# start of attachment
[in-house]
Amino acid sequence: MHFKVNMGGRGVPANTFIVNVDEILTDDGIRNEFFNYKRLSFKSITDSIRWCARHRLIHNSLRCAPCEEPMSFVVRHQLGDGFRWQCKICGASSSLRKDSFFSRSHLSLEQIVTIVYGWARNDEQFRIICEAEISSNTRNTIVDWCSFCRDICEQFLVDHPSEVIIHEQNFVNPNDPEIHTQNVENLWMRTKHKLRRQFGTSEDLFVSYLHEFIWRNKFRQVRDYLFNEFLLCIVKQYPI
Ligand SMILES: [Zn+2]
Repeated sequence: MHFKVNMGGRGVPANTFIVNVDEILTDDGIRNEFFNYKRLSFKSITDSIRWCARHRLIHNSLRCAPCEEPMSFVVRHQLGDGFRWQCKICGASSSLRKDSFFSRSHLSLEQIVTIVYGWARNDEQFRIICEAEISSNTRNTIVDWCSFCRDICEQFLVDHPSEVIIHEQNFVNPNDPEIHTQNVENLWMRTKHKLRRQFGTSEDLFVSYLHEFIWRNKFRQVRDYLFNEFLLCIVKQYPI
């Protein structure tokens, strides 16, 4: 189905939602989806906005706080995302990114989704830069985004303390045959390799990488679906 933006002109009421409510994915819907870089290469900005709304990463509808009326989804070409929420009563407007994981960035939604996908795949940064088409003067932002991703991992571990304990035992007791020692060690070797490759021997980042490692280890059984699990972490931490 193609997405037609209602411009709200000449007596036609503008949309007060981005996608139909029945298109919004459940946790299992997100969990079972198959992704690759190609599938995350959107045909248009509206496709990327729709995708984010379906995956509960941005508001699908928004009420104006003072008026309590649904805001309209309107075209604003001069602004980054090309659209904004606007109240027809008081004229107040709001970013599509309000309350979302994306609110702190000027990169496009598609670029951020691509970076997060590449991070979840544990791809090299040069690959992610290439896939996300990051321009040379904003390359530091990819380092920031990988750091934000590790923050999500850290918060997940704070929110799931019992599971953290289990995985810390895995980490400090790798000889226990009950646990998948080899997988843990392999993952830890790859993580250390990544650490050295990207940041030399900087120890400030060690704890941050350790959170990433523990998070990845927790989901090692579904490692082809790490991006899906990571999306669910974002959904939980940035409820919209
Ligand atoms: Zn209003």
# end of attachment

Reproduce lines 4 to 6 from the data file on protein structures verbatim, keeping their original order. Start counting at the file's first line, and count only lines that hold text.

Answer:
Repeated sequence: MHFKVNMGGRGVPANTFIVNVDEILTDDGIRNEFFNYKRLSFKSITDSIRWCARHRLIHNSLRCAPCEEPMSFVVRHQLGDGFRWQCKICGASSSLRKDSFFSRSHLSLEQIVTIVYGWARNDEQFRIICEAEISSNTRNTIVDWCSFCRDICEQFLVDHPSEVIIHEQNFVNPNDPEIHTQNVENLWMRTKHKLRRQFGTSEDLFVSYLHEFIWRNKFRQVRDYLFNEFLLCIVKQYPI
């Protein structure tokens, strides 16, 4: 189905939602989806906005706080995302990114989704830069985004303390045959390799990488679906 933006002109009421409510994915819907870089290469900005709304990463509808009326989804070409929420009563407007994981960035939604996908795949940064088409003067932002991703991992571990304990035992007791020692060690070797490759021997980042490692280890059984699990972490931490 193609997405037609209602411009709200000449007596036609503008949309007060981005996608139909029945298109919004459940946790299992997100969990079972198959992704690759190609599938995350959107045909248009509206496709990327729709995708984010379906995956509960941005508001699908928004009420104006003072008026309590649904805001309209309107075209604003001069602004980054090309659209904004606007109240027809008081004229107040709001970013599509309000309350979302994306609110702190000027990169496009598609670029951020691509970076997060590449991070979840544990791809090299040069690959992610290439896939996300990051321009040379904003390359530091990819380092920031990988750091934000590790923050999500850290918060997940704070929110799931019992599971953290289990995985810390895995980490400090790798000889226990009950646990998948080899997988843990392999993952830890790859993580250390990544650490050295990207940041030399900087120890400030060690704890941050350790959170990433523990998070990845927790989901090692579904490692082809790490991006899906990571999306669910974002959904939980940035409820919209
Ligand atoms: Zn209003």